School counseling resources stretched thin at most schools
- Though the American School Counselor Association recommends that counselors work with 250 students each, the average caseload for school counselors is 482 students, NPR Ed reports.
- Mental illness in school garners a lot of attention when school shootings occur, but school psychologists already have heavy work loads, with most responsible for 1,400 students each, according to the National Association for School Psychologists.
- School counselors and psychologists are also concerned that the media attention on the mental health of school shooters will enhance the stigma of mental illness and prevent many students from seeking help. Statistically, people with diagnosed mental illness are not more likely to commit mass shootings, they say, and two-thirds of all gun deaths are the result of suicide.
According to the American School Counselor Association, the current role of school counselor is to “help all students in the areas of academic achievement, career and social/emotional development, ensuring today's students become the productive, well-adjusted adults of tomorrow.” This is a tall order for counselors who are charged with the oversight of hundreds, and even thousands, of students each day. Though the ratio of counselor to student varies from state to state, very few states come close to meeting the suggested ratio of one school counselor per 250 students.
Though the eyes of the nation are drawn to the issue of student mental health in the wake of the recent school shooting in Parkland, FL, most school districts cannot afford to hire more counselors and school psychologists. The medical community has been calling for increased funding for mental illness for years, but new funding is often scarce.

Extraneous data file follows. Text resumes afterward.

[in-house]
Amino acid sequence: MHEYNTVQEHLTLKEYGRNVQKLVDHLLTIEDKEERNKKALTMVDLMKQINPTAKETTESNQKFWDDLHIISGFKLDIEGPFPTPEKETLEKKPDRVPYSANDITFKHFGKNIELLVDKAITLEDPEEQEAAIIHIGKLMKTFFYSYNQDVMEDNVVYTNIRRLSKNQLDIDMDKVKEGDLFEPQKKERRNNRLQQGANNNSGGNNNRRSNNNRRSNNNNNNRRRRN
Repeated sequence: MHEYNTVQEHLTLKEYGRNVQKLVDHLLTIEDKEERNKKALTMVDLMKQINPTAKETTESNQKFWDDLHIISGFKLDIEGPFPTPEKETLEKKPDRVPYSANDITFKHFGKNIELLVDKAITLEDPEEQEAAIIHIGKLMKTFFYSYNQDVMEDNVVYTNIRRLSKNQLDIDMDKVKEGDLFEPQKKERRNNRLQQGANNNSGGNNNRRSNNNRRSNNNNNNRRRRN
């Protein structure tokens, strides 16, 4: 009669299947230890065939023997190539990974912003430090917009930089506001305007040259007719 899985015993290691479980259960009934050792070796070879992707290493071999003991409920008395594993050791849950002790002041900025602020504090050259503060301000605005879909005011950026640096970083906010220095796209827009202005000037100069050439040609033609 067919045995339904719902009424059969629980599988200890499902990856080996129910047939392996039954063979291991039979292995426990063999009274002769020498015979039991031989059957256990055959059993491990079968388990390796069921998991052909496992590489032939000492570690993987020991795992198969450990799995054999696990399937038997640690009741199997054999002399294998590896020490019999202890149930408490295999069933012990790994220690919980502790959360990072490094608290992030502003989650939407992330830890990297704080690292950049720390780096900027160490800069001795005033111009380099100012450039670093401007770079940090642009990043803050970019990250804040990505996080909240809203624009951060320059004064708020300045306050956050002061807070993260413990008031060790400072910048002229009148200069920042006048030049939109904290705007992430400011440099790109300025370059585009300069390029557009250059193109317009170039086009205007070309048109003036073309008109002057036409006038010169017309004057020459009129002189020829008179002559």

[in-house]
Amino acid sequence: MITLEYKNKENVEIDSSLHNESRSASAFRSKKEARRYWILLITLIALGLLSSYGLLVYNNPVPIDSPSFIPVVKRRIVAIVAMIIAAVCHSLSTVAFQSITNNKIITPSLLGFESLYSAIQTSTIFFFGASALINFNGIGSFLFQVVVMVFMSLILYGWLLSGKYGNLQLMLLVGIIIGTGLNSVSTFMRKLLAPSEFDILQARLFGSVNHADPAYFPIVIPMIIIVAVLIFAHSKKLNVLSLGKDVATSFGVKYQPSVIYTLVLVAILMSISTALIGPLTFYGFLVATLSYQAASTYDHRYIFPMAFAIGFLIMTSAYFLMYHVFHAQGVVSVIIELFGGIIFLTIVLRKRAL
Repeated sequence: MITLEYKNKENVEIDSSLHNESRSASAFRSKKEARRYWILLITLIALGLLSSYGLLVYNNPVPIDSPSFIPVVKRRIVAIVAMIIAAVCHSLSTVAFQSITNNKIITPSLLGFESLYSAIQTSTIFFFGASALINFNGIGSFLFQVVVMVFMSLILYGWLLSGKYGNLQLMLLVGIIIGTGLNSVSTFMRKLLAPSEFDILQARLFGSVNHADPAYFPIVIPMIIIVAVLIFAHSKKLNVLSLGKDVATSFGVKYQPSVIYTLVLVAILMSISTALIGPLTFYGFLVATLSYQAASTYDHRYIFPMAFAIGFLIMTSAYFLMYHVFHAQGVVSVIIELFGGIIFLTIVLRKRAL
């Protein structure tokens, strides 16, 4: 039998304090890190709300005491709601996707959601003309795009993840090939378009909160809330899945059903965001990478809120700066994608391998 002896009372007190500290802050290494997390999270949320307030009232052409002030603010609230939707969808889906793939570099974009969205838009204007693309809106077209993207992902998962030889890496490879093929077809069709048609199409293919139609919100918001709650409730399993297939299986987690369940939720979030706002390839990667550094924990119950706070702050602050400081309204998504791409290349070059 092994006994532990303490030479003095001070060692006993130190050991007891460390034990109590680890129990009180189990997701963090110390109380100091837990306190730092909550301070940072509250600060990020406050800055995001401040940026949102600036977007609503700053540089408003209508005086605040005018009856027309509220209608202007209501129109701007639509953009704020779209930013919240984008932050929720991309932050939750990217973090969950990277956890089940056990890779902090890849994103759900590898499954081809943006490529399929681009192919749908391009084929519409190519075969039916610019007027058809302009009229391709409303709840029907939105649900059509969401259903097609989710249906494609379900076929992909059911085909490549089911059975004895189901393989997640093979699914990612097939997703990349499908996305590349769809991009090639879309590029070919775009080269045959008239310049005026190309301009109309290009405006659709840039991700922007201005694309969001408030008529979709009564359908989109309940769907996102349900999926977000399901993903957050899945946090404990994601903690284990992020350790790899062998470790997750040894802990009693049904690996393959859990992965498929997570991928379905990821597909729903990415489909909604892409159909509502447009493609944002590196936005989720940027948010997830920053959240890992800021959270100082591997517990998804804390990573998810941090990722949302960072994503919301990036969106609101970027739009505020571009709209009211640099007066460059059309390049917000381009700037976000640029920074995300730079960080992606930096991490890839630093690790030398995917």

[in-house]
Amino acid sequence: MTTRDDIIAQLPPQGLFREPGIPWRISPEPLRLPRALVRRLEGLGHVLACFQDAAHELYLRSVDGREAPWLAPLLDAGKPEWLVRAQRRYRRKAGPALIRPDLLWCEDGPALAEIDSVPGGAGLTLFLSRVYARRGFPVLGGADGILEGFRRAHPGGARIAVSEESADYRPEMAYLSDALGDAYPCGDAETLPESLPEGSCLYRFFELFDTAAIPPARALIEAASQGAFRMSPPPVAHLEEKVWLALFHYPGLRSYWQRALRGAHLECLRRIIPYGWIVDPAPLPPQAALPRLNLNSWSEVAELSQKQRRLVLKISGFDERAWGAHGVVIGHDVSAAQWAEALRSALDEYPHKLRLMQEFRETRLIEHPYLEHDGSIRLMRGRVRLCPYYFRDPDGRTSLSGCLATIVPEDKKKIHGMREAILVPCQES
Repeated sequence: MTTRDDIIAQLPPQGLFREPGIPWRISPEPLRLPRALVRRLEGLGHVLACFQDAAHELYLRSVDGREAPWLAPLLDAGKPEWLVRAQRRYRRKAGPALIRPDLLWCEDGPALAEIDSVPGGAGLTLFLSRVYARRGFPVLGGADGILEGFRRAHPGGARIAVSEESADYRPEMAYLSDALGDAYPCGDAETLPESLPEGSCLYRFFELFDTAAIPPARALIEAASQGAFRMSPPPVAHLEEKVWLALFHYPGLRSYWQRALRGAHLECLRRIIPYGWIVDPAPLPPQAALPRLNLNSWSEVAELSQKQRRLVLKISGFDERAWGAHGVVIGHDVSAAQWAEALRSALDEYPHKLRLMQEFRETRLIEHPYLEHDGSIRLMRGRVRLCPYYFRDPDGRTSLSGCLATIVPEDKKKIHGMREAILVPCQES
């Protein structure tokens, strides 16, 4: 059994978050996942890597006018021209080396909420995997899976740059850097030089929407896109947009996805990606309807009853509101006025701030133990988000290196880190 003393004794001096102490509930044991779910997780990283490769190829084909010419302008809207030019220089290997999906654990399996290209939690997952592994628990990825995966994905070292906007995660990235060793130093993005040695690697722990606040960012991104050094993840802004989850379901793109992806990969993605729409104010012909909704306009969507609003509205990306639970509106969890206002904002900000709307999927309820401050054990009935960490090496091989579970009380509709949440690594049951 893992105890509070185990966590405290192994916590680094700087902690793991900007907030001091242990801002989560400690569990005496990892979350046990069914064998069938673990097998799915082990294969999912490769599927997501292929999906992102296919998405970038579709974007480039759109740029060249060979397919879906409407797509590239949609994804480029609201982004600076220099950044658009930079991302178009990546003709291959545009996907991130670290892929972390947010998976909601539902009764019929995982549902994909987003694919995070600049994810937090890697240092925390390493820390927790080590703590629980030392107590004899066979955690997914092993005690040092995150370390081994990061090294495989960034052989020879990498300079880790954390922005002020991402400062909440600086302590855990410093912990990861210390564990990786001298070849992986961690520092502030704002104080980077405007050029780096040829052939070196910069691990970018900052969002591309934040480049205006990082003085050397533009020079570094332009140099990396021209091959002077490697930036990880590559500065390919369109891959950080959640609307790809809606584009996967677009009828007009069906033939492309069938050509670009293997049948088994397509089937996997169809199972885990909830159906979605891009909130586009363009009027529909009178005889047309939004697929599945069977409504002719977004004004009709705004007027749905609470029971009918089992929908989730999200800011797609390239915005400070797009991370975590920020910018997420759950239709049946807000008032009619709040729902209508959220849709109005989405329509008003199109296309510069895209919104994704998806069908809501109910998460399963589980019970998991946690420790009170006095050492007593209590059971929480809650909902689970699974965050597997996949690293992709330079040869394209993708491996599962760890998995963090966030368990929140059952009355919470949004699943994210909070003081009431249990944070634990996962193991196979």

However, the recent tragedy may be opening the doors to more funding for these issues. On Tuesday, Sen. Lamar Alexander, a Republican from Tennessee, said he plans to introduce a bill that would expand the use of existing federal funds to allow for more school counselors. In the current climate, some version of this measure is likely to draw bi-partisan support. In the meantime, there are some limited mental health grant funds available to schools that could offer some relief.
Though increased funding for school counselors will help the issue, most mental health issues are not identified in random contact with school counselors. This often requires relationship building, something that is more likely to be accomplished by teachers, mentors, or peer support efforts. Once potential issues are noted, school counselors or psychologist can better address the issues. School counselors do play a role in mitigating violence at schools. But they cannot do it alone.